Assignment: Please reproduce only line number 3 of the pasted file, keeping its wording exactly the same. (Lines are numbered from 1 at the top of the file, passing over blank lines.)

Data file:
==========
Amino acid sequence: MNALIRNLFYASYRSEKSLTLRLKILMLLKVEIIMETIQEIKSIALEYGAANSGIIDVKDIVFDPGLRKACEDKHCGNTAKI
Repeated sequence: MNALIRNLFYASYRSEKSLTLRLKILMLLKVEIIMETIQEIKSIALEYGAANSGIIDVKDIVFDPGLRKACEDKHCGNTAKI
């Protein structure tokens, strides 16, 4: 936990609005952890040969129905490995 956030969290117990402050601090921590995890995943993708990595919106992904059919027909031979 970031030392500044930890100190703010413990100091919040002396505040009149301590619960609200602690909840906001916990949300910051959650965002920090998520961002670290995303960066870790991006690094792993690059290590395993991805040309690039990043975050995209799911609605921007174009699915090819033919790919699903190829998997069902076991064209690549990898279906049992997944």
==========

């Protein structure tokens, strides 16, 4: 936990609005952890040969129905490995 956030969290117990402050601090921590995890995943993708990595919106992904059919027909031979 970031030392500044930890100190703010413990100091919040002396505040009149301590619960609200602690909840906001916990949300910051959650965002920090998520961002670290995303960066870790991006690094792993690059290590395993991805040309690039990043975050995209799911609605921007174009699915090819033919790919699903190829998997069902076991064209690549990898279906049992997944």